Air Canada extends removal of 737 Max until February 2020
A model of the Boeing 737 Max 8

Canada grounds Boeing 737 Max 8s and closes Canada’s airspace to the aircraft

OTTAWA — Effective immediately Transport Minister Marc Garneau has ordered the grounding of all Boeing 737 Max 8 airplanes in Canada, and has closed Canada’s airspace to the aircraft.

“Yes there will be some disruption. It’s unfortunate but we must put safety at the top of the agenda,” Garneau said at a press conference this morning. “The airlines have been very understanding. For the moment, caution has to dominate.”

While in the immediate aftermath of Sunday’s ET302 crash Garneau said he wouldn’t hesitate to fly on the aircraft, and stood firm in Canada’s refusal to ground the planes, he said in a press conference this morning that new data has come to light that resulted in the about-face.

Garneau said the details and coverage of the ET302 crash “has driven things home to us in a very personal way.” The flight killed all 157 people on board, including 18 Canadians. “This has been a great loss for our country,” said Garneau.

He said he and his panel of aviation experts have been reviewing the latest data in real time since Sunday’s crash and the resulting decision of countries and airlines around the world to ground the 737 Max 8s and close airspace to the aircraft.

While cautioning that the preliminary data is not conclusive, Garneau said the panel’s preliminary take on satellite tracking data from both the ET302 crash and the Lion Air crash “show similarities”. He added: “We feel that threshold has been crossed.”

Garneau has faced a dilemma over the aircraft that has been ordered out of the skies for the time being by the European Union, China, New Zealand, and Australia, among other countries.

Meanwhile, citing evolving commercial reasons unrelated to safety, including airspace restrictions being imposed by some of its partner destinations, Sunwing Airlines announced late last night that it had decided to temporarily suspend the operations of its four 4 Boeing 737 Max 8 aircraft.

Sunwing says: “We are in the process of revising our flying schedule to accommodate the temporary removal of our MAX aircraft from service and we appreciate the patience of our retail partners and customers while we work to communicate these updates.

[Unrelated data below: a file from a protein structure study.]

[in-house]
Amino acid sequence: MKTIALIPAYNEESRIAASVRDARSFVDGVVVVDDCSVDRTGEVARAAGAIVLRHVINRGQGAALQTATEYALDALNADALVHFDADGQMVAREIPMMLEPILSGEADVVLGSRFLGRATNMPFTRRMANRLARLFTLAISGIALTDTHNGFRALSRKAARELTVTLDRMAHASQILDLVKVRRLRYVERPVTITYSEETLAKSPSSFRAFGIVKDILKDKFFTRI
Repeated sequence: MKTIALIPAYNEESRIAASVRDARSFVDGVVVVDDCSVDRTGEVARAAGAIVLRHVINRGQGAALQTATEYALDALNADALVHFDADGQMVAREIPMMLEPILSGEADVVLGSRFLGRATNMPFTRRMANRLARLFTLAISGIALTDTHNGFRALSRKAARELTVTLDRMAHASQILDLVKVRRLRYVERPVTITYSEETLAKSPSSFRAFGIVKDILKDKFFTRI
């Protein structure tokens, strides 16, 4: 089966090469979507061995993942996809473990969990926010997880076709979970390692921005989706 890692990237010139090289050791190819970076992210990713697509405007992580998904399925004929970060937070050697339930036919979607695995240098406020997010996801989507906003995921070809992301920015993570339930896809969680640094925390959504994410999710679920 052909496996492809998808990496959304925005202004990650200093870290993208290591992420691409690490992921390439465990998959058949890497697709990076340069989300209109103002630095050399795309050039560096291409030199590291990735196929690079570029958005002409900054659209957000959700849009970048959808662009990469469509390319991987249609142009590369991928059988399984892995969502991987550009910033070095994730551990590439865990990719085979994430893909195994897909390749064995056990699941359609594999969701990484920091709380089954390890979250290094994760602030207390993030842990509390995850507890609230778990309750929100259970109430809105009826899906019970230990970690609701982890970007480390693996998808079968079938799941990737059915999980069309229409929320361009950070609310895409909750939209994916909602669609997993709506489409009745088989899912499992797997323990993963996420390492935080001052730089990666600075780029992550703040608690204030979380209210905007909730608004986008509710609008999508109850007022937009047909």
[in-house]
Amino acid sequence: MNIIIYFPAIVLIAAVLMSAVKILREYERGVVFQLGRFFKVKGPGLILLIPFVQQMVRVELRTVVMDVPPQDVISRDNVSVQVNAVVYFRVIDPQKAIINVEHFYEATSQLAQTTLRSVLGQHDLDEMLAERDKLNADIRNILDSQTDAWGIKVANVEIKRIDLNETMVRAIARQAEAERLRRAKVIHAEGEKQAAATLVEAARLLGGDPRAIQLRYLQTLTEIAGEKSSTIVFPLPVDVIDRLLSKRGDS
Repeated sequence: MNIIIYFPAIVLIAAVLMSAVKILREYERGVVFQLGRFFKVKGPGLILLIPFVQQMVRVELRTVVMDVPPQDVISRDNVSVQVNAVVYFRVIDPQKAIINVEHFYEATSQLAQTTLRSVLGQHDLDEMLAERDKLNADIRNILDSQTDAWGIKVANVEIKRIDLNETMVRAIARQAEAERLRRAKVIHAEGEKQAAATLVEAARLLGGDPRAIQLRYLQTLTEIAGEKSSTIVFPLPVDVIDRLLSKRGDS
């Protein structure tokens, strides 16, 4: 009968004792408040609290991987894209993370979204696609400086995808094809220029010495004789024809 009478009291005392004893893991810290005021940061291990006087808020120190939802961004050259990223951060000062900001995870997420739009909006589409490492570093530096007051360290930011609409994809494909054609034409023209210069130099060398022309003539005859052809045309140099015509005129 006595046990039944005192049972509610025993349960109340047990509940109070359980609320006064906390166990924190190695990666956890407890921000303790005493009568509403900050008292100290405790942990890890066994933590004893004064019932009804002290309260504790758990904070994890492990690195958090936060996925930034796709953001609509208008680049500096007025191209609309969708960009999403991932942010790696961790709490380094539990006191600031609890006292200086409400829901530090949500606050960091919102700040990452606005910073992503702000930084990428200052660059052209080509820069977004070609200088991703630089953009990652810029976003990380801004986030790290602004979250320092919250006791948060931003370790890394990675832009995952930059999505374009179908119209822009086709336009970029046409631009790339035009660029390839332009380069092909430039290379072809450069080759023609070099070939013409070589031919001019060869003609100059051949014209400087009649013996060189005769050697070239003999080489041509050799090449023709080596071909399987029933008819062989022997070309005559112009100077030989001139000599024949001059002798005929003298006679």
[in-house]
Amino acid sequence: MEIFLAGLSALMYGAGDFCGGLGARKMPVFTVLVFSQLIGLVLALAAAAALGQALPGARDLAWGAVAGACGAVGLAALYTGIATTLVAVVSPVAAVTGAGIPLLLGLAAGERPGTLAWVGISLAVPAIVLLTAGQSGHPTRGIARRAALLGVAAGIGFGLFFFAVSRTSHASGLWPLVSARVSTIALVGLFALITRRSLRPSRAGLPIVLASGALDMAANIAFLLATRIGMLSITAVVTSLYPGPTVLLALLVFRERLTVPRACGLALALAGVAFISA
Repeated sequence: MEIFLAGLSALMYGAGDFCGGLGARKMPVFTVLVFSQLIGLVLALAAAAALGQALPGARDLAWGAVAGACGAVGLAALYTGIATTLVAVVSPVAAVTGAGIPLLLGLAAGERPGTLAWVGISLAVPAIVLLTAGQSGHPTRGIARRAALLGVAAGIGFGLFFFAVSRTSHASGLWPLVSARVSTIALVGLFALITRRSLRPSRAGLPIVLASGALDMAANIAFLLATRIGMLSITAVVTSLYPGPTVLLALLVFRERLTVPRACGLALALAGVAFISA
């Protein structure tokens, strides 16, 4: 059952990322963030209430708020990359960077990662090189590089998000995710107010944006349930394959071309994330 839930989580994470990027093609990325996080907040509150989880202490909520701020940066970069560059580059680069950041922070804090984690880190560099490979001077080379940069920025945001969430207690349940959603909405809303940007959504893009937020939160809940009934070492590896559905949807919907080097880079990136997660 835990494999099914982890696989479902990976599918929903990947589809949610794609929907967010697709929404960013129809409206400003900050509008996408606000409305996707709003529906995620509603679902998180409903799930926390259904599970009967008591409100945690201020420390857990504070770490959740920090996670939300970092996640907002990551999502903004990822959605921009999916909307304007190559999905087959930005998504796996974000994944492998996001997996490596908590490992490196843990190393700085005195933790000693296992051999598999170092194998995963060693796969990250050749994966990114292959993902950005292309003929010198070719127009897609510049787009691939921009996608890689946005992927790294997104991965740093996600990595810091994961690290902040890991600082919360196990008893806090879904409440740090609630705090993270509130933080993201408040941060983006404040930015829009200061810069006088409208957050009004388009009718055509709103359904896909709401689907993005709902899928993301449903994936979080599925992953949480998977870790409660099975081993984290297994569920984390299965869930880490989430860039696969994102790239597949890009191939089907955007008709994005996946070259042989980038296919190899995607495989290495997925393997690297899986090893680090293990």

“We will endeavor to minimize the impact of these schedule changes, which we believe is achievable given that the MAX 8 makes up less than 10% of our fleet.”

Sunwing has four 737 Max 8s. Air Canada has operated Boeing 737 Max 8 aircraft since 2017 and has 24 of the aircraft. WestJet has 13.

Agents are fielding calls and emails from clients booked onto 737 Max 8s looking to change their flight plans.

Niche Travel Group’s Faith Sproule, based in Dartmouth, NS, sent an email update yesterday to her clients: “If you are departing Halifax on a direct flight to Mexico or the Caribbean this winter then you are NOT booked on a 737 Max 8 plane. Your direct Jamaica, Cancun, Punta Cana, Samana, Puerto Plata, Fort Lauderdale, Orlando and St. Pete’s flights are NOT using 737Max 8s.”

Asked at this morning’s press conference if there was any pushback from Air Canada or WestJet when told about the decision to ground the 737 Max 8s, Garneau said no. “I would say there was no pushback. They realize the importance of safety.”

Garneau added that he and his team will be monitoring the situation and anticipates the return of the aircraft to the skies. In the meantime, he said, “Canadians expect safe air travel. I want them to be able to fly with confidence.”

Garneau also said there was “absolutely no political pressure” from the U.S. about Canada’s 737 Max 8 decision. The U.S. is now the only country with any substantial number of 737 Max 8s still allowing the planes to fly.

Air Canada is offering full fee waivers for passengers on impacted flights and says it will comply immediately with Transport Canada’s safety notice closing Canadian airspace to Boeing 737 Max aircraft operations until further notice.

“We are working to rebook impacted customers as soon as possible but given the magnitude of our 737 Max operations which on average carry 9,000 to 12,000 customers per day, customers can expect delays in rebooking and in reaching Air Canada call centres and we appreciate our customers’ patience.”

Air Canada adds: “We fully support this decision and will continue to work with Transport Canada towards resolution of this situation as soon as possible.”

WestJet has also announced that it is complying with Transport Canada’s decision to temporarily ground the Boeing 737 Max fleet.

“We respect the decision made by Transport Canada and are in the process of grounding the 13 MAX aircraft in our fleet,” said Ed Sims, WestJet President and CEO.

“This decision has an impact on the travel plans of our WestJet guests and we ask for understanding as we work to rebook all guests affected as quickly as possible.”

Sims adds that WestJet has 162 aircraft – or more than 92% of its overall fleet – that remain in service.

WestJet says it is contacting impacted guests to arrange for alternate travel plans.